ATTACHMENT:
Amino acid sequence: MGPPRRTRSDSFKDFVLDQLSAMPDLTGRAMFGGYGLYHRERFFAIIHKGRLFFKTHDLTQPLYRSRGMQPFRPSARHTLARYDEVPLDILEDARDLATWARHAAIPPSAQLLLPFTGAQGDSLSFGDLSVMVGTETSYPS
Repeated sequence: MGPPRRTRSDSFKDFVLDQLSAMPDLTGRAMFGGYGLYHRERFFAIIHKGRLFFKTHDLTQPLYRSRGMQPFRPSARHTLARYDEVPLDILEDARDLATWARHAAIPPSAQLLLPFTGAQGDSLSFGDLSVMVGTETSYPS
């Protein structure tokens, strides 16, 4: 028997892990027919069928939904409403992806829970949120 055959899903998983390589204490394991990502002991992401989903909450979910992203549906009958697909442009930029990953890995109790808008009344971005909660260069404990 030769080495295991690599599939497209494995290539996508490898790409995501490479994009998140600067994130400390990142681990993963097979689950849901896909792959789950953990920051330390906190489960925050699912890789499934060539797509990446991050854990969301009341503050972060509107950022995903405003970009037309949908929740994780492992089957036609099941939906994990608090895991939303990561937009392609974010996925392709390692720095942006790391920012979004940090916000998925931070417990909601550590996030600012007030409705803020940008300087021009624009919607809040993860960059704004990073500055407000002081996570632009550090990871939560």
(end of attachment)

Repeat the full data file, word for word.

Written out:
Amino acid sequence: MGPPRRTRSDSFKDFVLDQLSAMPDLTGRAMFGGYGLYHRERFFAIIHKGRLFFKTHDLTQPLYRSRGMQPFRPSARHTLARYDEVPLDILEDARDLATWARHAAIPPSAQLLLPFTGAQGDSLSFGDLSVMVGTETSYPS
Repeated sequence: MGPPRRTRSDSFKDFVLDQLSAMPDLTGRAMFGGYGLYHRERFFAIIHKGRLFFKTHDLTQPLYRSRGMQPFRPSARHTLARYDEVPLDILEDARDLATWARHAAIPPSAQLLLPFTGAQGDSLSFGDLSVMVGTETSYPS
């Protein structure tokens, strides 16, 4: 028997892990027919069928939904409403992806829970949120 055959899903998983390589204490394991990502002991992401989903909450979910992203549906009958697909442009930029990953890995109790808008009344971005909660260069404990 030769080495295991690599599939497209494995290539996508490898790409995501490479994009998140600067994130400390990142681990993963097979689950849901896909792959789950953990920051330390906190489960925050699912890789499934060539797509990446991050854990969301009341503050972060509107950022995903405003970009037309949908929740994780492992089957036609099941939906994990608090895991939303990561937009392609974010996925392709390692720095942006790391920012979004940090916000998925931070417990909601550590996030600012007030409705803020940008300087021009624009919607809040993860960059704004990073500055407000002081996570632009550090990871939560």